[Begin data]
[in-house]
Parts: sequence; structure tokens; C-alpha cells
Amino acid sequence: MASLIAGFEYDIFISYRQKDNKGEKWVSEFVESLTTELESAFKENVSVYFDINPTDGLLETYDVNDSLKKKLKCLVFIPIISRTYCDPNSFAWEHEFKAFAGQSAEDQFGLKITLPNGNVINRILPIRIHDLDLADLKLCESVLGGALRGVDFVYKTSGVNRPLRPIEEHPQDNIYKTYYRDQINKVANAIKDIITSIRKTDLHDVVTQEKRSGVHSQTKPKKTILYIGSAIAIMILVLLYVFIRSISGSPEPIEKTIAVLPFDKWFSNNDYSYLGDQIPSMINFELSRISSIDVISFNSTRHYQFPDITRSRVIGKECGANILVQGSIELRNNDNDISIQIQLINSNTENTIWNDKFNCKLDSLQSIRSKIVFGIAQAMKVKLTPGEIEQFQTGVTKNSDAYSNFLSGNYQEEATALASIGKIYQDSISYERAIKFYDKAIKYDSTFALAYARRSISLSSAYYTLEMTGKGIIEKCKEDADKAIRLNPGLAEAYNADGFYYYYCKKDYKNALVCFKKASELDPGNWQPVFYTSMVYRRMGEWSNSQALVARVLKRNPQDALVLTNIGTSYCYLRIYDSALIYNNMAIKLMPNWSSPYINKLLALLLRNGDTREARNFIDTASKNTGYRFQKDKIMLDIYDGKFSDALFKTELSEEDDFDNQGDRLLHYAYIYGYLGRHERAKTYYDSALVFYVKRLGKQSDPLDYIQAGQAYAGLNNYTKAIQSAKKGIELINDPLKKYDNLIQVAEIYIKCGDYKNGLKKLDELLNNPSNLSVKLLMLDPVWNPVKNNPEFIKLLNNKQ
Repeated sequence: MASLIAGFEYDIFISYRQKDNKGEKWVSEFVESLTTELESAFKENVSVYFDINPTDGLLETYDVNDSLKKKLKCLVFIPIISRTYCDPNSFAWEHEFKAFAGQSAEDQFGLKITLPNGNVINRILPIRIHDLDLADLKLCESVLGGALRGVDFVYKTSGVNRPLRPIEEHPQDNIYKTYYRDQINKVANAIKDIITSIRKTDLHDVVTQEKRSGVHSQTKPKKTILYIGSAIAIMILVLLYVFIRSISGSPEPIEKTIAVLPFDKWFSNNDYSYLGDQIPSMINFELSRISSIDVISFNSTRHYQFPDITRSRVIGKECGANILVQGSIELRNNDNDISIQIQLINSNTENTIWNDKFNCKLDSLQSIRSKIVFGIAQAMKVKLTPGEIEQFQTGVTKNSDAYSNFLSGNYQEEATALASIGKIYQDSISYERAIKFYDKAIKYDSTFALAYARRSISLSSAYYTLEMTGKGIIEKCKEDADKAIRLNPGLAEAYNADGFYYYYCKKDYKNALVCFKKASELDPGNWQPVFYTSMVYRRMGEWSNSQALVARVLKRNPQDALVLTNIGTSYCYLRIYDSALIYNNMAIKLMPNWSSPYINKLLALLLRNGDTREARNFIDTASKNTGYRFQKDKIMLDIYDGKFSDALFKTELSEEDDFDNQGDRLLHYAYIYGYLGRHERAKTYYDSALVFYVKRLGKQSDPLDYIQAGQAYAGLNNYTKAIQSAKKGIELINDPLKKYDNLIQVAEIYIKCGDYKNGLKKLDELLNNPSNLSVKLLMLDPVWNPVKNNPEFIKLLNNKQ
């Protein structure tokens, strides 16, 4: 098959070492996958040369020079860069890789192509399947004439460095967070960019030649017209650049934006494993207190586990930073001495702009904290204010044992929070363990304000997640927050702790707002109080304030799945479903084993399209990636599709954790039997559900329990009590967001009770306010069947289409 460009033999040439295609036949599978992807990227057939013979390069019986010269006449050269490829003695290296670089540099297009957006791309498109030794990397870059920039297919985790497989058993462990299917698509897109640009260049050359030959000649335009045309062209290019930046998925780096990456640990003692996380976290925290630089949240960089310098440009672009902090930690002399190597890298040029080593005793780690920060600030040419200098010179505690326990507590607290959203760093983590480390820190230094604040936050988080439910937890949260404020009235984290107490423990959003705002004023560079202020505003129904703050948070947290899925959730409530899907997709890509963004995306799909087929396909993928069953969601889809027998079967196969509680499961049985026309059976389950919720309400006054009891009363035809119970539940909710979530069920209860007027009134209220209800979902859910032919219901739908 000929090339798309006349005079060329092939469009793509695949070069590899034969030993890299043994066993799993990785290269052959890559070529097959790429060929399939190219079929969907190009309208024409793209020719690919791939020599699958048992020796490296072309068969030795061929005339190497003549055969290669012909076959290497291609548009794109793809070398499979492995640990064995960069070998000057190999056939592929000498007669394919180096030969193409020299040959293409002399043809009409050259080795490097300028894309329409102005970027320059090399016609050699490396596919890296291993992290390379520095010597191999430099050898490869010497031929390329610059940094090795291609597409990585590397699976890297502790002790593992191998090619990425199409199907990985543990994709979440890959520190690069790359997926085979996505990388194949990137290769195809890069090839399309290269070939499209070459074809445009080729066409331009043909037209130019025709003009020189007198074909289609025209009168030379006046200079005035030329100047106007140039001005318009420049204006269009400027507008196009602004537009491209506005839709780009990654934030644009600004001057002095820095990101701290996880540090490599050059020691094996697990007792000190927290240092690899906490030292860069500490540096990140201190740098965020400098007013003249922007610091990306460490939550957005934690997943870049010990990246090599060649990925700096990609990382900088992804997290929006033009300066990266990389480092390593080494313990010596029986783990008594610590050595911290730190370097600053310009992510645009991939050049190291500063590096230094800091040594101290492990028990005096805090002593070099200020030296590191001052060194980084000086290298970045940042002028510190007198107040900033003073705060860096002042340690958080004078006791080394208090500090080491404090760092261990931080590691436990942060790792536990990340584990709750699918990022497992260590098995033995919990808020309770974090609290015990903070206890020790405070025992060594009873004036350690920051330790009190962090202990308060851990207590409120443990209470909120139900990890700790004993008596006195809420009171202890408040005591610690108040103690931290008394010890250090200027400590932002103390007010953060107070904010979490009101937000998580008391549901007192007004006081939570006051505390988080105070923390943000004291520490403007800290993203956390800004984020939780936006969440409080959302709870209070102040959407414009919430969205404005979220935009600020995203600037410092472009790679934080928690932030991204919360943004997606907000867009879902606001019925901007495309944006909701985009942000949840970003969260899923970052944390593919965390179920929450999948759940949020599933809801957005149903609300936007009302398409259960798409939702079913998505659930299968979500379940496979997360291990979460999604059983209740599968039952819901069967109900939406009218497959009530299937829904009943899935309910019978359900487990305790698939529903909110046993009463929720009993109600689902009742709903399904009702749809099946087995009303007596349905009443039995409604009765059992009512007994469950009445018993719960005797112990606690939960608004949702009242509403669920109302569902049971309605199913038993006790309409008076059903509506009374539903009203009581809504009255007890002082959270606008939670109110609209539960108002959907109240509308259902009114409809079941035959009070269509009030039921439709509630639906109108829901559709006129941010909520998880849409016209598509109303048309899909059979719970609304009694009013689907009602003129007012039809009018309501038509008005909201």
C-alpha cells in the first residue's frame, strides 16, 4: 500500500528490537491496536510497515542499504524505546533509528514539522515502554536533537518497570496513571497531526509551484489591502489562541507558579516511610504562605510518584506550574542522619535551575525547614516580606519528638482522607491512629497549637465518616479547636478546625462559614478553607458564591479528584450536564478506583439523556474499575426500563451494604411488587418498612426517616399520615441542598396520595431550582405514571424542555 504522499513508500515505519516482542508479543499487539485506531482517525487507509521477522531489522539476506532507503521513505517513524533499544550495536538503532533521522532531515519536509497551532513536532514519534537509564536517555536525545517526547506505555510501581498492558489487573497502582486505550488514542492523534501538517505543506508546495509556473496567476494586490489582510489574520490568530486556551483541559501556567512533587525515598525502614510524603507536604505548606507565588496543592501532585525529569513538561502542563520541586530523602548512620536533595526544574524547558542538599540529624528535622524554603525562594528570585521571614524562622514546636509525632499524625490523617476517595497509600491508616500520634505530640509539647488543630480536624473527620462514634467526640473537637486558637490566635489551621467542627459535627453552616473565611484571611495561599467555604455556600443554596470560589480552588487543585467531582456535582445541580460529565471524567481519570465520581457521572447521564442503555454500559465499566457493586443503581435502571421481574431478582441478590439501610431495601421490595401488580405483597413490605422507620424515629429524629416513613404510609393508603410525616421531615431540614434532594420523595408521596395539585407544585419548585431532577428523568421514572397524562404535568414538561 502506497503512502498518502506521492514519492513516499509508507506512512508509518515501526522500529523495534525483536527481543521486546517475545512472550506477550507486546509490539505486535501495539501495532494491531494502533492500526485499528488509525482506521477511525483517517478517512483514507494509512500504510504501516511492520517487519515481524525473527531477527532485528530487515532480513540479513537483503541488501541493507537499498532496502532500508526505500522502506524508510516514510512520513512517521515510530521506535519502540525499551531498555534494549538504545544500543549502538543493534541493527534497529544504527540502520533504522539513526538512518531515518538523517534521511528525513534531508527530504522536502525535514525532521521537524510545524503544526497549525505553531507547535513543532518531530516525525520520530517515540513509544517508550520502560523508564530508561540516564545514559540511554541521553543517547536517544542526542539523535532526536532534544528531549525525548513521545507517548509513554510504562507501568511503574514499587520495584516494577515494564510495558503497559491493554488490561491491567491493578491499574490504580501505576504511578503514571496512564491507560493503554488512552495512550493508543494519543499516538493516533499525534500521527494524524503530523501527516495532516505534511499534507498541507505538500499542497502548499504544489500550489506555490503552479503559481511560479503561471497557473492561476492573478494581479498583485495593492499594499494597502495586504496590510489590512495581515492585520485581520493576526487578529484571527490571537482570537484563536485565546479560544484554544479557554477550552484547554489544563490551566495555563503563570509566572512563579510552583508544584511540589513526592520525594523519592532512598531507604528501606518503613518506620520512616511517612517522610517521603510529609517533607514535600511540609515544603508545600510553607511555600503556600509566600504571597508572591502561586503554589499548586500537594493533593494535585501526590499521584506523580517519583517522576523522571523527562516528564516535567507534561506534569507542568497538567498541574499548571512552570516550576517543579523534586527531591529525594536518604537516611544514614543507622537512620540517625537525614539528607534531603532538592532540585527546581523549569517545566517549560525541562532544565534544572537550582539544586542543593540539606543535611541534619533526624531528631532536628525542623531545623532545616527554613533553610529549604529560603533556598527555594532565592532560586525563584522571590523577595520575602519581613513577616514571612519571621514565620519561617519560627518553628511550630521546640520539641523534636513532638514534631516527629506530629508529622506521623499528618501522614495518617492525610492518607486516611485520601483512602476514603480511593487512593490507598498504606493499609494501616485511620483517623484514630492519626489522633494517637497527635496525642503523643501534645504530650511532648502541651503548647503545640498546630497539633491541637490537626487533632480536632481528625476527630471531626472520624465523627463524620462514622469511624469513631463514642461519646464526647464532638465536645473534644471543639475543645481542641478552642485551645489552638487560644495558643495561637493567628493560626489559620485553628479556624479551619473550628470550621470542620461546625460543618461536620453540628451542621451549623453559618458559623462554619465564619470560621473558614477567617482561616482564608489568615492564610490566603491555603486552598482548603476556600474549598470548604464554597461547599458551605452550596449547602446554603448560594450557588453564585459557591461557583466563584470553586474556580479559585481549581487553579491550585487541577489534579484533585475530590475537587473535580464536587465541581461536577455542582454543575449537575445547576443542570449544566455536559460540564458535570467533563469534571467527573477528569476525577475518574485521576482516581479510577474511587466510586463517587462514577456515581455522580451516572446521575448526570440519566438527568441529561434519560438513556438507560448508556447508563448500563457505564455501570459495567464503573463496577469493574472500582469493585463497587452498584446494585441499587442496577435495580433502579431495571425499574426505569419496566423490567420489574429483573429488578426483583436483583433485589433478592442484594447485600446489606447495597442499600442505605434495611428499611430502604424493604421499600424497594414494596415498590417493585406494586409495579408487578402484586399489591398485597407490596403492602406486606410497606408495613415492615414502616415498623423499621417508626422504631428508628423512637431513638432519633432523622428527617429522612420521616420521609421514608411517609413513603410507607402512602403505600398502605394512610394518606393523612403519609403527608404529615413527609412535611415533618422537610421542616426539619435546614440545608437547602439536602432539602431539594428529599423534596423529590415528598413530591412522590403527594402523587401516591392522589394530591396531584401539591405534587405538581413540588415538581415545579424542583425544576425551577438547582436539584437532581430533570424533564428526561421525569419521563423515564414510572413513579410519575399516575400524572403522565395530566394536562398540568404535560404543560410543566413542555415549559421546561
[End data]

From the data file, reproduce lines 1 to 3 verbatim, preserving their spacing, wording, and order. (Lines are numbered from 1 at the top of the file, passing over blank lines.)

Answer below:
[in-house]
Parts: sequence; structure tokens; C-alpha cells
Amino acid sequence: MASLIAGFEYDIFISYRQKDNKGEKWVSEFVESLTTELESAFKENVSVYFDINPTDGLLETYDVNDSLKKKLKCLVFIPIISRTYCDPNSFAWEHEFKAFAGQSAEDQFGLKITLPNGNVINRILPIRIHDLDLADLKLCESVLGGALRGVDFVYKTSGVNRPLRPIEEHPQDNIYKTYYRDQINKVANAIKDIITSIRKTDLHDVVTQEKRSGVHSQTKPKKTILYIGSAIAIMILVLLYVFIRSISGSPEPIEKTIAVLPFDKWFSNNDYSYLGDQIPSMINFELSRISSIDVISFNSTRHYQFPDITRSRVIGKECGANILVQGSIELRNNDNDISIQIQLINSNTENTIWNDKFNCKLDSLQSIRSKIVFGIAQAMKVKLTPGEIEQFQTGVTKNSDAYSNFLSGNYQEEATALASIGKIYQDSISYERAIKFYDKAIKYDSTFALAYARRSISLSSAYYTLEMTGKGIIEKCKEDADKAIRLNPGLAEAYNADGFYYYYCKKDYKNALVCFKKASELDPGNWQPVFYTSMVYRRMGEWSNSQALVARVLKRNPQDALVLTNIGTSYCYLRIYDSALIYNNMAIKLMPNWSSPYINKLLALLLRNGDTREARNFIDTASKNTGYRFQKDKIMLDIYDGKFSDALFKTELSEEDDFDNQGDRLLHYAYIYGYLGRHERAKTYYDSALVFYVKRLGKQSDPLDYIQAGQAYAGLNNYTKAIQSAKKGIELINDPLKKYDNLIQVAEIYIKCGDYKNGLKKLDELLNNPSNLSVKLLMLDPVWNPVKNNPEFIKLLNNKQ